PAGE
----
As stated on the tin, the Studs Terkel Radio Archive is dedicated to digitising and archiving the numerous radio programs that Louis “Studs” Terkel (1912-2008) made throughout his prolific career. Terkel broadcast primarily on the Chicagoan radio station WFMT, which manages the site in partnership with the Chicago History Museum. Currently, the site hosts 1,200 out of the some 5,600 programs that Terkel created and there are plans to add to that number regularly.

Arriving on the site, users will find that the two most prominent options are to either Explore the Archive or Learn About Studs. The homepage also lists a selection of programs and topics that are popular with users, as well as examples of how some programs have since been re-used/remixed under the site’s Digital Bughouse program. At the very bottom, the News and Events section links out to events or productions that feature Terkel, though it must be noted that these seem to be from 2018-2019 and are unfortunately a bit out of date at this point.

Clicking on the Learn About Studs section first, users will be directed to a short essay detailing Terkel’s personal and professional life. Full of quotes from the man himself, it does a good job of allowing his personality to shine through and readers will likely find this an engaging introduction to his legacy. At the end of the essay, readers have the opportunity to view an early iteration of the current site, find out more about Terkel’s writing, view videos that feature him, and even listen to a colleague of his speak on how it was like to work alongside him.

The Explore section (also accessible via the navigation bar at the top of the screen) is where most of the site’s content lives, and users will be able to browse recordings according to topics, people, date, or keyword. Topics are arranged alphabetically and in picture-grid system, making it fairly easy to search for areas of interest. Clicking a topic brings users to a new page that includes a two to three sentence introduction to the issue in question, with links to the recordings listed according to date below that. The People category allows users to search recordings according to the occupation of the interviewee, while clicking on Date brings up a timeline of recordings that range from 1953 to 1997. Users can also search according to keyword, as each recording has been assigned a number of descriptive tags.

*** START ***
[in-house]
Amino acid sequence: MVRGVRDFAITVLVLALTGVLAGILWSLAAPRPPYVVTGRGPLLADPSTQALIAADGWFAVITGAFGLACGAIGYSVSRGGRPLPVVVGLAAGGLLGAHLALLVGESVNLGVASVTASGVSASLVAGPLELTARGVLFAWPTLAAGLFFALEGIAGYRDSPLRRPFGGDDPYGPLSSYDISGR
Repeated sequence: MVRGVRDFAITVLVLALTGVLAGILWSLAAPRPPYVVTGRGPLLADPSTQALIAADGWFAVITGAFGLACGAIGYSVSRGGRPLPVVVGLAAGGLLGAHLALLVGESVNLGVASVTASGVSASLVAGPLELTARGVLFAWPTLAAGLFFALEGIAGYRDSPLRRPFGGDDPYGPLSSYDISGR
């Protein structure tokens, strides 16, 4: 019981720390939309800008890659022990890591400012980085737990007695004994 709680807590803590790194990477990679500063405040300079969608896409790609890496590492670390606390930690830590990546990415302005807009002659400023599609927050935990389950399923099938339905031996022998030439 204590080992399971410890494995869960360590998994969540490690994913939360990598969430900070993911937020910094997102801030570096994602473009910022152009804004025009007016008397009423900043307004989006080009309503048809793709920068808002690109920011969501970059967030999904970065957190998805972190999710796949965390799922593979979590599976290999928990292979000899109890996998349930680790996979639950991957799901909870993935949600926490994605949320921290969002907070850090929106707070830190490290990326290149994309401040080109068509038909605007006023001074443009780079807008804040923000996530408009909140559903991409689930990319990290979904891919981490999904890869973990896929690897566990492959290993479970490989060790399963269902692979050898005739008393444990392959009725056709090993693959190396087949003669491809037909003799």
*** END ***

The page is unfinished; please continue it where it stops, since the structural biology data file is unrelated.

All recordings are accompanied by a short synopsis, its details (e.g. date, format, duration etc.), associated tags, and minimalist media player which allows users to start/stop the audio or move anywhere within the recording. A handful of recordings have also been transcribed. This is a truly excellent feature, as clicking on any part of the transcript will automatically play the audio from that section. The relevant part of the transcript will also automatically be highlighted as the audio plays, this being a very nice touch indeed as it ensures users can easily follow along and not miss a single word. For transcribed recordings, users can also opt to click on the ‘Create Remix’ button in the media player, which will allow users to combine clips from that recording with others.

This allows us to segue into the second big feature of this site: the Interact tab. Under this section, users can either explore themed playlists of Terkel’s works (‘Clips’, currently under construction at time of writing), listen to how clips have been reused in creative ways (‘Reuse’), or even create their own new works by combining audio clips (‘Remix’). While the themed playlists are an excellent idea, it’s a pity that this section currently only provides introductions to the themes themselves and not actual playlists as of yet. Once these are up and running, however, they will definitely prove to be a useful tool for users seeking to explore particular topics/areas. The ‘Reuse’ section (or Digital Bughouse, as it’s also known) of the site is more populated and users can explore how clips from Terkel’s programs have been integrated into various media. In contrast, the ‘Remixer’ is where most of the action happens. Here, users will be able to search up recordings, clip segments out, and combine them with other clippings to create a new audio track. The page also provides easy to understand instructions for this process.

On the Podcast tab, users can listen to episodes of Bughouse Square which revisits and further unpacks issues that Terkel touched on. Meanwhile, the Classroom tab offers 2 sets of comprehensive curricula based on the content of the archives, these being designed for students in grades 7-12. The first looks at the socio-political environment of post-World War 2 America, while the second examines the civil rights movement in particular. Educators can also consider using site’s archival material for oral history courses, where students examine the value and methods of preserving oral history/history from below. Recordings pertaining to topics such as the Cold War or the Great Depression will similarly be useful audio supplements for those specific units, as students will be able to examine how such issues were discussed in popular media and how that might have changed today.

In summary, the archive is an excellent resource for educators, oral history researchers, and casual visitors who would simply like to enjoy good radio programs. The interface of the website is easy to use and its content similarly accessible, while the ability to combine clips offers a host of potential creative outlets. Moving forward, this website will be one to keep an eye on as more and more content is added.

Reviewed by Joanna Lee, Monash University
How to Cite This Source
Joanna Lee, Studs Terkel Radio Archive in World History Commons,